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Remembering Things Differently Than They Really Are…but on a Global Scale

Society’s Collective Illusion — The Mandela Effect

Photo by BP Miller from Unsplash

Start by looking at some images first and try to guess which one feels correct to you.



Left or right?

Do you remember him with a monocle or without it?

Which one feels right?

Do you remember watching your Saturday morning cartoons with the right or left intro?

What’s your memory of Shaggy? Is he showing Adam’s Apple in the show or not?

Let me tell you that if you’ve selected the images on the left you’ve fallen into the Mandela Effect. Sadly, none of those are true images.

“But how’s that possible, Pavle?” you would ask. “I remember very clearly that the guy had a monocle. You’re kidding me, right? The show was called Looney TOONS, not Tunes. Shaggy without Adam’s Apple? Come on, stop fooling around! Let me get my old VHS and prove it to you. Let’s see. Here it is, here’s the show and see how it says…oh god! How?”

And now all your memories are shattered into a thousand confused pieces.

What’s the Mandela Effect?

It’s basically a collective false memory.

People that have shared an experience, like watching the same cartoons, mistakenly recall certain elements that never happened.

We might either recall events that didn’t happen, like thinking Mandela died in jail, or distort existing memories, like the examples you’ve seen before. A massive amount of people believe something happened in a certain way when it didn’t.

This effect was coined by Fiona Broome in 2009 when she launched a website discussing memories that couldn’t be matched to documented history.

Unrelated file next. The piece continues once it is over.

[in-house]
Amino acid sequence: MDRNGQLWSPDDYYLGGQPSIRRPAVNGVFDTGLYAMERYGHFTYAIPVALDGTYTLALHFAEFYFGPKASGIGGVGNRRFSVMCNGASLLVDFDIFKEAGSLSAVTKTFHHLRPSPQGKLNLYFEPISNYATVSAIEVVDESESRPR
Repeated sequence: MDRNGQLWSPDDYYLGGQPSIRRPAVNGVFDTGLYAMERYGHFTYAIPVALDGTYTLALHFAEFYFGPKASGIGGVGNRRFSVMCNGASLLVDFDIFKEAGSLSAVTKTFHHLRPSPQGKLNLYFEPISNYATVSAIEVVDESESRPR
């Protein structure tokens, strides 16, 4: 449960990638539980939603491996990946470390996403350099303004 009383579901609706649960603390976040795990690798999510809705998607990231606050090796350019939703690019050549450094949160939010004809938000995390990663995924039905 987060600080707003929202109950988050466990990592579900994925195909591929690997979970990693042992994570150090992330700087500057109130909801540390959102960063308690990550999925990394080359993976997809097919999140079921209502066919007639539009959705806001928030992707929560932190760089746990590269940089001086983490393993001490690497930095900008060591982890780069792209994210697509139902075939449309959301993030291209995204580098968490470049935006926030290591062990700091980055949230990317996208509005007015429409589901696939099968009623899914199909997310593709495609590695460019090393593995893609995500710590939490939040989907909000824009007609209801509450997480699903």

She thought Mandela had died in prison in the 80s and while discussing it with other people attending a conference, she found out that many shared her belief. However, Mandela passed away in 2013, and strangely enough, even South Africans have acquired this memory despite him being their president in the 90s.

How could people just forget that?

But they didn’t just forget it, they completely distorted it. Many people had vivid images of Mandela’s wife giving a speech at his funeral.

What’s more interesting is that so many people remembered the same event with such detail when it never really happened.

The same might’ve happened to you after selecting the images from the left.

Weird, isn’t it?

So we could all be sharing a false memory, why is that?

The most obvious reason is that either someone has gone back in time and changed the timeline so we’re seeing the ripple effects of it, or that we’ve entered into a parallel universe where things are slightly different.

Now, a more likely explanation tells us that we’ve developed false memories. These can take the following forms:

  • Confabulation: the art of filling the gaps in your memory with distorted information. When we’re confabulating we’re erroneously replacing memories with something we’ve imagined to be true. For instance, think of the South Africans that somehow remembered Mandela’s widow giving a speech at his non-existent funeral.
  • Priming: the influence of variables leading up to an event to the later recollection of that event. You could also call it suggestibility. For instance, the way someone asks a question can change our answer on that subject.